Autism Research: 31 Jan, 2014 Week In Review

Faulty gene respoadn-icon-298x300nsible for autism identified

TBR1 gene has been repeatedly found to be guilty in patients having Autism Spectrum Disorders (ASD). This gene is essential for regulating brain’s development. Disruption in its functions can hamper normal brain development and possibly lead to autism. A new research has been published in the journal Nature reiterating this fact. The research was conducted at the Institute of Molecular Biology of Academia Sinica, China. Dr. Hsueh Yi-ping has studied the TBR1 gene in great detail since many years.  The role of TBR1 gene in development of various parts of the brain like the amygdale has been known to scientists since long now but only recently has there been interest in its possible role in autism spectrum disorders.

The gene is a neuron-specific gene. It controls almost fifteen other neurons i.e. nerve cells. Losing a particular protein can lead to disconnection between neural circuits. It could also disrupt the circuits transmitting information between the two parts of the amygdala. Since, so far, there are no clear cut causes of autism known to the general masses, this new discovery could help. Patients can now undergo an MRI to check for any relevant genetic abnormalities. A further evaluation of the TBR1 gene could be done if any anomalies are detected on the MRI. The team of scientists also discovered that D-cycloserine can treat autism, at least in mice and could remedy neural circuit deficits.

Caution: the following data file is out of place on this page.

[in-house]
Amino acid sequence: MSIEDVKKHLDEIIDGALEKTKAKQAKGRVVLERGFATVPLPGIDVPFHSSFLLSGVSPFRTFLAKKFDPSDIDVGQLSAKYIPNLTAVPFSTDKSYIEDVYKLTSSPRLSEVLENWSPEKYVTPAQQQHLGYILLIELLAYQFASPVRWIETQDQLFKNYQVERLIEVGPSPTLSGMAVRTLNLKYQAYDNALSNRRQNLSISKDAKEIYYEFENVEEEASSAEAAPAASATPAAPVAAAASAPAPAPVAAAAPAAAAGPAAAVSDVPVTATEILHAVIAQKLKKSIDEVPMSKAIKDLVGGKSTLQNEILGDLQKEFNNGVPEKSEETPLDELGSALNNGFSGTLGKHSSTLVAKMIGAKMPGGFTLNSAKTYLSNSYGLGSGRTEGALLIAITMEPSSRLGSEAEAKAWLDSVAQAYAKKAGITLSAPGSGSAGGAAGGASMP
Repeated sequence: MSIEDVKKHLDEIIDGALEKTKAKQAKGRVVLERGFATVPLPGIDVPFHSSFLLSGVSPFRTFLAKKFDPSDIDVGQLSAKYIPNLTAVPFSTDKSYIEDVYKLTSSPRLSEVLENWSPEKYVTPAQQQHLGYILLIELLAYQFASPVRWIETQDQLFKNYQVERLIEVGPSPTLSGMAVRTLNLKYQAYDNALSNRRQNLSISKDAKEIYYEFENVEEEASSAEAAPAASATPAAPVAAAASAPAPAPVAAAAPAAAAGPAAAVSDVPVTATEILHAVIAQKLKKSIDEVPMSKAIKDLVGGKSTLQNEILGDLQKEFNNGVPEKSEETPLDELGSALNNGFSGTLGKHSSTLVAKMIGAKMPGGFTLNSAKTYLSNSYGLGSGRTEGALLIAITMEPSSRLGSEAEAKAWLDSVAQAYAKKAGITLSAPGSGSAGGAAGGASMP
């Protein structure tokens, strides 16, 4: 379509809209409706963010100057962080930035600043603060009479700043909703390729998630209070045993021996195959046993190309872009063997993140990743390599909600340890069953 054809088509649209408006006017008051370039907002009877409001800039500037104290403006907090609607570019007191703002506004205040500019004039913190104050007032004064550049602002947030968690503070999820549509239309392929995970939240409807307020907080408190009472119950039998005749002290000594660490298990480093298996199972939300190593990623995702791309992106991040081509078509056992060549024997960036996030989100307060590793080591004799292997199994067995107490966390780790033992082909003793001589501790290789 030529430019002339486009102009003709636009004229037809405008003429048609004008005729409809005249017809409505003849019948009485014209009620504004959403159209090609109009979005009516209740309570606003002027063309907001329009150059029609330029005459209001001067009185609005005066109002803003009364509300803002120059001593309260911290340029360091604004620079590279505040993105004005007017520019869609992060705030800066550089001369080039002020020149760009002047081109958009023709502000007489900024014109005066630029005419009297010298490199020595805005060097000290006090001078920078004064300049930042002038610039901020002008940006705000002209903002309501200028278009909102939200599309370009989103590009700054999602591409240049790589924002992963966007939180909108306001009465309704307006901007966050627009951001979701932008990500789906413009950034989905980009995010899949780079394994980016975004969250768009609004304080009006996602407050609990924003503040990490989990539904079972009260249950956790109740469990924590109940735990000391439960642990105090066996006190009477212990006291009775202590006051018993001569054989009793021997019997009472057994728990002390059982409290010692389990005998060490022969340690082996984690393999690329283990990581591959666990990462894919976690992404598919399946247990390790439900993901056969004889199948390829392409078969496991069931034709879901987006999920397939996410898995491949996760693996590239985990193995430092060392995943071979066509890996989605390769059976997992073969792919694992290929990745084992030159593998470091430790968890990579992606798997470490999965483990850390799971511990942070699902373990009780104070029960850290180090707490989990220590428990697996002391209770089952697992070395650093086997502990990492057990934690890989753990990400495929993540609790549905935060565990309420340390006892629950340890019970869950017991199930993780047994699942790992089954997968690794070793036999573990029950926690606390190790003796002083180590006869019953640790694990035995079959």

Gene family linked to autism, Harvard Medical School discovers

As reported in greater length earlier this week by Autism Daily Newscast, a groundbreaking research undertaken by Harvard Medical School has found a gene family that can be traced down to autism. The research team at McLean Hospital found that EphB mutations can lead to altered brain circuits that connect regions concerned with processing sensory data. They found that EphB is necessary for proper intra-brain connectivity and mutations in the EphB gene family could produce autism symptoms like hypersensitivity to noises, etc. the findings were reported at the Proceedings of the National Academy of Sciences. The team found that EphB family genes are particularly important in processing sound and touch information. This could lead to important developments in the future in correcting how such sensory data is utilized by children having autism spectrum disorders.

Robots trained to diagnose autism in Croatia

A new project by the University of Zagreb, Croatia is bringing immense joy to children with autism who are involved in the project. The university’s Faculty of Education and Rehabilitation Sciences and Faculty of Electronics and Computer Sciences have collaborated to give birth to robots that can assist clinicians in diagnosing autism. The robot named Rene has produced very positive reactions in autistic children that have been involved with them on the project. The French robot is being used by Croatian researchers as a diagnostic tool. It is equipped with a mike, camera, and speakers and can record minute details about children that humans can easily miss. It can record the number of times the child makes eye contact, initiates communications, etc. With involvement of larger number of children, the data could lead to astounding results and help develop a standard, scientific diagnostic protocol for children worldwide. You can read more on this story by Autism Daily Newscast here.